Long-tailed jaeger Stercorarius longicaudus

Identification Tips:

Adult light morph:

Adult dark morph:



Similar species:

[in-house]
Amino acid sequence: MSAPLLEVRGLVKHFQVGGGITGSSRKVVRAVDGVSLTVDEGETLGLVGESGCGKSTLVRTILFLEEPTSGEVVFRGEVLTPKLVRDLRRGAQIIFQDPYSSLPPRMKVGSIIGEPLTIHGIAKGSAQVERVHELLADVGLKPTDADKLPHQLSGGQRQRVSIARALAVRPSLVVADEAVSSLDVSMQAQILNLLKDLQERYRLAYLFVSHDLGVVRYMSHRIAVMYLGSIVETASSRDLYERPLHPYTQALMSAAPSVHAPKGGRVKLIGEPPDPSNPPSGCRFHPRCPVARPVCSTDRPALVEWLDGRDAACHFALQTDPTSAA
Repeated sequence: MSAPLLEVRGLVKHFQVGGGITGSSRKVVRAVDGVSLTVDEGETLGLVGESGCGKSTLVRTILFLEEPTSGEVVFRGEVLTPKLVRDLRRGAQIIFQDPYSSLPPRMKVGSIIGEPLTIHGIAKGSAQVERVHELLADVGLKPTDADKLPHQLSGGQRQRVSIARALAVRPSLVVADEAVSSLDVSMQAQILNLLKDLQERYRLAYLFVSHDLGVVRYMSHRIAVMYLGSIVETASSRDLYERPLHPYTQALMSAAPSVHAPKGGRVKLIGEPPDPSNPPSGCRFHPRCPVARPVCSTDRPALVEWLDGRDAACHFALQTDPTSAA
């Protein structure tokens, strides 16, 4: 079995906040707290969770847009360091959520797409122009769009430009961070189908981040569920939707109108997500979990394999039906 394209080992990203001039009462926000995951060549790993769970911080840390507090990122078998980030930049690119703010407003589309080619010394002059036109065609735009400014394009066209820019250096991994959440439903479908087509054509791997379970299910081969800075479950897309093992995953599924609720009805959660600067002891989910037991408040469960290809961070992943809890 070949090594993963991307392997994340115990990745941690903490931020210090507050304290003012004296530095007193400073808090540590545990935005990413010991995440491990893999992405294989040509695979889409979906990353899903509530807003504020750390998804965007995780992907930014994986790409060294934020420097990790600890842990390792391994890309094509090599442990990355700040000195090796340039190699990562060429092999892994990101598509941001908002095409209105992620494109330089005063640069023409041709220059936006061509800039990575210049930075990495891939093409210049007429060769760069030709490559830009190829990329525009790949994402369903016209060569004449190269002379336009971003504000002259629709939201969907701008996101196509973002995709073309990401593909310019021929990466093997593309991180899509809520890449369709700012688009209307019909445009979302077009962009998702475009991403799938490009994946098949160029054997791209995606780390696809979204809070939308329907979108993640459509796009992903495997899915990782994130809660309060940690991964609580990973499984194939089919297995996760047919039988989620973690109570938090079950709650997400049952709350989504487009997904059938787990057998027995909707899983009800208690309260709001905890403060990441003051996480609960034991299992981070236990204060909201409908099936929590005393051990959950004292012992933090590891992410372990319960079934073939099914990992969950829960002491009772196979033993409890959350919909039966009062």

Young Long-tailed Jaegers look superficially like first-year Herring Gulls but have a more powerful, direct flight and white patches on the primaries visible from above and below the wing. Skuas are similar as well but are bulkier and thicker-necked, with much more prominent wing patches. Jaegers look most similar to each other. Adult Long-tailed can be safely identified when their very long, pointed central tail feathers are seen. The adult light morph Long-tailed lacks the breast band that Parasitic and Pomarines have, and has gray, not dark brown upperparts contrasting with dark secondaries. Juvenile and subadult jaegers are very difficult to tell apart. The Pomarine has a heavier bill and is larger than the other species and juveniles have very short rounded tail feathers. Juvenile Parasitics often have distinctive cinnamon tones to their plumage, pale primary tips or wavy uppertail coverts. Juvenile and subadult Long-tailed Jaegers often look grayer than the other species and can have longer tails. Juvenile Long-tailed Jaegers typically have black and white wavy uppertail covert bars and axillaries, long rounded central tail feathers, just two white primary shafts, and a dark intrusion into the white primary patch from below.